The Cash Customer: Swing At the Conversion Every Time

Over the past several years, I’ve spent a lot of time looking at dealership numbers and talking to sales and finance managers about how they do what they do. I have been able to quantify and explain why particular behaviors, environments and approaches produce the best results in a finance office.

In this three-part series, I will share with you how top-performing finance managers convince customers to finance with their dealerships instead of using their own financing or cash that they have on hand.

I would like to start by saying that conversions are successful about 10 to 20 percent of the time. This percentage shift adds between $50 and $250 to your Per Vehicle Sold (PVS) average. This can make a huge difference to both you and the dealership.

The most important thing that all successful finance people can do is to keep the customer’s ego out of the discussion. If a finance person comes across as telling the customer what to do with his or her money, the customer will defend him or herself. If, on the other hand, the finance person provides information that makes it easy for the customer to make the logical decision, then the help is appreciated and people’s egos go along for the ride.

Step One: Find out where the money is coming from

The easiest place to start this conversion is at the finance manager’s first meet-and-greet. I talked about this in last month’s article, Meet the Customer Early, which is available in the MPN online archives.

After verifying that the customer’s information is correct, complete and legible, say, “The last piece of information I need is your lienholder’s address.” The customer might answer in a variety of ways, and you’ll be able to determine where the money is coming from and whether they have a lienholder based on how they answer. It’s a reasonable question because you need this information in order to register the lien.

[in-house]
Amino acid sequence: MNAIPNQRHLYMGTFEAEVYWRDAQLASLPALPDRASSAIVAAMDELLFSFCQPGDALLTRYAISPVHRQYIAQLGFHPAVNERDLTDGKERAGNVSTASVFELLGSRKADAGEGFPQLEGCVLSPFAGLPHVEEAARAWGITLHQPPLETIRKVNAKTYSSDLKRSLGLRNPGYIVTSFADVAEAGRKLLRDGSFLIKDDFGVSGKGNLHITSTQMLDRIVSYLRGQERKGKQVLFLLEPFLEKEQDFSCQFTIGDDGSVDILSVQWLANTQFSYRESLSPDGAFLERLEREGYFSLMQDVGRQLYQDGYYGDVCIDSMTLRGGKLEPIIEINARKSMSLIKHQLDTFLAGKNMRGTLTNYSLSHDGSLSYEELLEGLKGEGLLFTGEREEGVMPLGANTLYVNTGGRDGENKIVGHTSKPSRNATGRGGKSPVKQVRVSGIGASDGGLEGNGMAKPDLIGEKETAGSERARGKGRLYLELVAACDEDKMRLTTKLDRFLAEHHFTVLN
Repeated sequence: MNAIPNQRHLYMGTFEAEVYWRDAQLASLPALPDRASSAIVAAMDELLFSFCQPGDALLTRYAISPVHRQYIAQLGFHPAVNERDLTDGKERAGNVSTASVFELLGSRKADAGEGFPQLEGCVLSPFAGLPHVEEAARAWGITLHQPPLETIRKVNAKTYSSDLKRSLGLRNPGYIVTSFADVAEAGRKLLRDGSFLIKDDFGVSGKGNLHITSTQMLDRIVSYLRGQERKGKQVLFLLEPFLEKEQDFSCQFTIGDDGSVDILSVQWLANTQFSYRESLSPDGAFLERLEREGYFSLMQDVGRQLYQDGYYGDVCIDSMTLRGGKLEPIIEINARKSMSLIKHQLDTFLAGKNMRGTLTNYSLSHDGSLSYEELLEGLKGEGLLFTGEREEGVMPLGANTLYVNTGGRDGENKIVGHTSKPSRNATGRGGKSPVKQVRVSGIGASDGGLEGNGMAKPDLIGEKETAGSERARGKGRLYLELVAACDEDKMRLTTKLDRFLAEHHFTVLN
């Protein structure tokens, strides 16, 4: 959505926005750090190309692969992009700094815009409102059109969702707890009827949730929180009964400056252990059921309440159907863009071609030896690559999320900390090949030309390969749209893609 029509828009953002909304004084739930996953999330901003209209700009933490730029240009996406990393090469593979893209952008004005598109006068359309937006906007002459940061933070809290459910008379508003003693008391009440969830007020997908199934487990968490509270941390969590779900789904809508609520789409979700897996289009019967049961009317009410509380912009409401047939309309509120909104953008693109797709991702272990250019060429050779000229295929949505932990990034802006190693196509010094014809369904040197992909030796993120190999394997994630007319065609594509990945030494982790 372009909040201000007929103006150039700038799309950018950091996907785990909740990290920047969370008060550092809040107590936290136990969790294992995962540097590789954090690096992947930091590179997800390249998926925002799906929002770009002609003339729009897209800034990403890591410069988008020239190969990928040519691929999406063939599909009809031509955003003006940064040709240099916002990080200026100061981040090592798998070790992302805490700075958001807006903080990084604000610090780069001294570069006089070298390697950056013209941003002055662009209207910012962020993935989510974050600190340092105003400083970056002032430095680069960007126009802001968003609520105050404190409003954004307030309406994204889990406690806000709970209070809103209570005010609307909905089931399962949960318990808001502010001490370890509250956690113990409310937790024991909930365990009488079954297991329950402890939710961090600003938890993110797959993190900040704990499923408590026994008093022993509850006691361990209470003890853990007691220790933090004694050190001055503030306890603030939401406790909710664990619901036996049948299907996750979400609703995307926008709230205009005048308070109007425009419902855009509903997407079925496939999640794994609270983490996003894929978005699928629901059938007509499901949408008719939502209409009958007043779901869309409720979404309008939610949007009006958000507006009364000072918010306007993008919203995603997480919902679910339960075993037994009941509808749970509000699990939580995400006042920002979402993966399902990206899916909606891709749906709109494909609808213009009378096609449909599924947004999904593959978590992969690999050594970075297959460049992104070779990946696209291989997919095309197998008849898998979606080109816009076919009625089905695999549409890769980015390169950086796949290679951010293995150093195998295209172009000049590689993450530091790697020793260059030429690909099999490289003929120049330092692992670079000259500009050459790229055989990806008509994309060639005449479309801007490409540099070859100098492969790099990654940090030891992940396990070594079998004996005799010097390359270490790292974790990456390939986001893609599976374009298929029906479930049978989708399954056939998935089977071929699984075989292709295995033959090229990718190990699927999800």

Step Two: Present your evidence
If you are dealing with a true cash customer  — not a credit card or cash from the bank — make a series of arguments against cash payment.

Mortgage: If customers have mortgages, it might make sense for them to use the cash they have saved to pay down their mortgage rather than to buy a motorcycle. Here’s an example of the math that goes along with your proposal. Feel free to do this calculation with the amount and interest rate you feel makes sense.

If a customer has a $100,000 mortgage, and they put $10,000 toward the principal on the loan, it would shorten the loan by five years. With an interest rate of 4.25 percent, payments would be $491. That would create a savings of almost $30,000 ($491 x 60 months), and with mortgage insurance and all the extra costs, the total savings would be around $37,500 by saving five years on a mortgage.

Forced savings plan:
The idea here is that people should save a little money each month. By keeping money in the bank and making affordable payments, people are able to be in the same situation at the end of the loan with the security of having that money available to them if an unforeseen emergency arises.

Keeping credit current: With the insecurities of today, it’s important to make sure that all avenues are open in case of an emergency. By using a small amount of cash as a down payment and keeping the remainder in the bank, customers will not only have a current credit history but also cash on hand. This allows customers to borrow money for larger needs and have cash to cover smaller emergencies.

Step Three: Close

You want to include these word tracks when you ask a buyer to choose your financing plan:

  • “I am not telling you what to do.” This further disarms the ego.
  • “This loan can be paid off at any time.” If customers know that they can pay the loan off or refinance it at their bank, it’ll make them feel more comfortable going forward with your financing plan.
  • “If it makes sense for you, did you want to go ahead and finance through us?” When you say this, it makes it hard for the customer to say no. It also allows you to back out if you’re not able to get someone approved. If they say yes, take their information, and assume they are going to finance with you.

I guarantee you this: every time you don’t swing, you miss. Swing for the fences every time, and it will always make a difference.  

Steve Dodds II is a moderator, trainer and consultant for Gart Sutton and Associates with experience in every position in the sales and finance departments. Dealers rave about his ability to identify areas for improvement and implement the changes that produce superior results. If you have questions about what he or one of our other talented consultants can do for you, contact us at [email protected].  

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